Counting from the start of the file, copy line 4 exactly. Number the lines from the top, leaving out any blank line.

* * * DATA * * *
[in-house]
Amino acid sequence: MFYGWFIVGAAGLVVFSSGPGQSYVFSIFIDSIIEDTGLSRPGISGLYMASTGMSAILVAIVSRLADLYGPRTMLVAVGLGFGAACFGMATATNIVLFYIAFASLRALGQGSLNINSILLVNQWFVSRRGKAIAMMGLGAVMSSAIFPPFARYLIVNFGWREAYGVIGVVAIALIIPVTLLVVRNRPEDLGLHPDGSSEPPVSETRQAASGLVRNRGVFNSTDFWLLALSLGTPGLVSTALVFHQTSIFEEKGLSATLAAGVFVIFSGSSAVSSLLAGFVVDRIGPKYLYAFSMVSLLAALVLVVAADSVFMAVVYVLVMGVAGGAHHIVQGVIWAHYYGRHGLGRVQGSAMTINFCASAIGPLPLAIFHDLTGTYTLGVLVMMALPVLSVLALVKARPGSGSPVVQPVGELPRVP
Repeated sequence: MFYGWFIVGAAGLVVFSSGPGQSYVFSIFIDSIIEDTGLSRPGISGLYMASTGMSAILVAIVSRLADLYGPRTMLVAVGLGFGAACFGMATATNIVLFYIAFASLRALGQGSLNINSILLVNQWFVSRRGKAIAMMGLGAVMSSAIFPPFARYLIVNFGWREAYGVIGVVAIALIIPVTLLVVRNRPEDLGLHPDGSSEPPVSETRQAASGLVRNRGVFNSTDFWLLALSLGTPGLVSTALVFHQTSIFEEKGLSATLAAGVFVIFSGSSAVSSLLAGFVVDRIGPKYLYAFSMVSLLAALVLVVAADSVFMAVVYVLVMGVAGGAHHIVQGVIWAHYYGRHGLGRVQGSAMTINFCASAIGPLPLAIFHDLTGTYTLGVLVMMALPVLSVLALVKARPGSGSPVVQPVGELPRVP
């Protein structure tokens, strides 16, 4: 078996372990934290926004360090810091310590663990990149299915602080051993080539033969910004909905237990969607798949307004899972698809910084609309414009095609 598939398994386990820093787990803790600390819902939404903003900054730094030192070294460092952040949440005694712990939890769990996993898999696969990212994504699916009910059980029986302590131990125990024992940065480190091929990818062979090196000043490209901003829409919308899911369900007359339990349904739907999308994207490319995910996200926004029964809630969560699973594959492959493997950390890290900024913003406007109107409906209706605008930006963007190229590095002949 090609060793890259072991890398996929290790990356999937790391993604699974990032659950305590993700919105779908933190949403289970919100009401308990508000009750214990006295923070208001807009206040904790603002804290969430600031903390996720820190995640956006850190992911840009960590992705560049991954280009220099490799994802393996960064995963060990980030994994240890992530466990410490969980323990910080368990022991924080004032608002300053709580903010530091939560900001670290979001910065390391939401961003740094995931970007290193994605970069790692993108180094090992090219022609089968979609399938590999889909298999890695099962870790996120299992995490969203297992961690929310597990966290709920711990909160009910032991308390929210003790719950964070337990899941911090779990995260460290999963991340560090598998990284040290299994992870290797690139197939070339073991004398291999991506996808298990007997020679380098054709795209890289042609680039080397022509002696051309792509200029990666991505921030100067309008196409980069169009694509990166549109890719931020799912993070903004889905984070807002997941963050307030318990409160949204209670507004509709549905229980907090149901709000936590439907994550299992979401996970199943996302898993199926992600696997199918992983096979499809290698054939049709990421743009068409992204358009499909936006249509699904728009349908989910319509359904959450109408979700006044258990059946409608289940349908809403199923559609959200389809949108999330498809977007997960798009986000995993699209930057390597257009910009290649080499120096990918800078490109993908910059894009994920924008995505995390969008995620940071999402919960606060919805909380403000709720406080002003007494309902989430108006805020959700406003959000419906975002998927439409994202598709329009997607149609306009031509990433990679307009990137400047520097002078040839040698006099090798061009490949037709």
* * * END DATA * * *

């Protein structure tokens, strides 16, 4: 078996372990934290926004360090810091310590663990990149299915602080051993080539033969910004909905237990969607798949307004899972698809910084609309414009095609 598939398994386990820093787990803790600390819902939404903003900054730094030192070294460092952040949440005694712990939890769990996993898999696969990212994504699916009910059980029986302590131990125990024992940065480190091929990818062979090196000043490209901003829409919308899911369900007359339990349904739907999308994207490319995910996200926004029964809630969560699973594959492959493997950390890290900024913003406007109107409906209706605008930006963007190229590095002949 090609060793890259072991890398996929290790990356999937790391993604699974990032659950305590993700919105779908933190949403289970919100009401308990508000009750214990006295923070208001807009206040904790603002804290969430600031903390996720820190995640956006850190992911840009960590992705560049991954280009220099490799994802393996960064995963060990980030994994240890992530466990410490969980323990910080368990022991924080004032608002300053709580903010530091939560900001670290979001910065390391939401961003740094995931970007290193994605970069790692993108180094090992090219022609089968979609399938590999889909298999890695099962870790996120299992995490969203297992961690929310597990966290709920711990909160009910032991308390929210003790719950964070337990899941911090779990995260460290999963991340560090598998990284040290299994992870290797690139197939070339073991004398291999991506996808298990007997020679380098054709795209890289042609680039080397022509002696051309792509200029990666991505921030100067309008196409980069169009694509990166549109890719931020799912993070903004889905984070807002997941963050307030318990409160949204209670507004509709549905229980907090149901709000936590439907994550299992979401996970199943996302898993199926992600696997199918992983096979499809290698054939049709990421743009068409992204358009499909936006249509699904728009349908989910319509359904959450109408979700006044258990059946409608289940349908809403199923559609959200389809949108999330498809977007997960798009986000995993699209930057390597257009910009290649080499120096990918800078490109993908910059894009994920924008995505995390969008995620940071999402919960606060919805909380403000709720406080002003007494309902989430108006805020959700406003959000419906975002998927439409994202598709329009997607149609306009031509990433990679307009990137400047520097002078040839040698006099090798061009490949037709």